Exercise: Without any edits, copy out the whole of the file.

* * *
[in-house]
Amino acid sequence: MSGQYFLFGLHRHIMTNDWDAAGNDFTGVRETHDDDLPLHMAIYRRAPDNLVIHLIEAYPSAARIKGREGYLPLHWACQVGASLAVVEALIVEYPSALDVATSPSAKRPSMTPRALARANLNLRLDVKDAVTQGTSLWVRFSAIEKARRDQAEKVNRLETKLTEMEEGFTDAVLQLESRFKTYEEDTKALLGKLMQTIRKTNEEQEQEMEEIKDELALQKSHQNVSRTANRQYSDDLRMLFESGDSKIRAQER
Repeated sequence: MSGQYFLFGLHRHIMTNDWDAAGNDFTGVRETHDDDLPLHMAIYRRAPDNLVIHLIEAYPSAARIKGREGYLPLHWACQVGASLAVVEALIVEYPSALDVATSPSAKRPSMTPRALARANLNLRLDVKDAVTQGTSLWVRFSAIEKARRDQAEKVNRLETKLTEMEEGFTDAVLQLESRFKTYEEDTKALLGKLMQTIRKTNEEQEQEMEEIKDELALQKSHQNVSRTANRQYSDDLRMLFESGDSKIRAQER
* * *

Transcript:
[in-house]
Amino acid sequence: MSGQYFLFGLHRHIMTNDWDAAGNDFTGVRETHDDDLPLHMAIYRRAPDNLVIHLIEAYPSAARIKGREGYLPLHWACQVGASLAVVEALIVEYPSALDVATSPSAKRPSMTPRALARANLNLRLDVKDAVTQGTSLWVRFSAIEKARRDQAEKVNRLETKLTEMEEGFTDAVLQLESRFKTYEEDTKALLGKLMQTIRKTNEEQEQEMEEIKDELALQKSHQNVSRTANRQYSDDLRMLFESGDSKIRAQER
Repeated sequence: MSGQYFLFGLHRHIMTNDWDAAGNDFTGVRETHDDDLPLHMAIYRRAPDNLVIHLIEAYPSAARIKGREGYLPLHWACQVGASLAVVEALIVEYPSALDVATSPSAKRPSMTPRALARANLNLRLDVKDAVTQGTSLWVRFSAIEKARRDQAEKVNRLETKLTEMEEGFTDAVLQLESRFKTYEEDTKALLGKLMQTIRKTNEEQEQEMEEIKDELALQKSHQNVSRTANRQYSDDLRMLFESGDSKIRAQER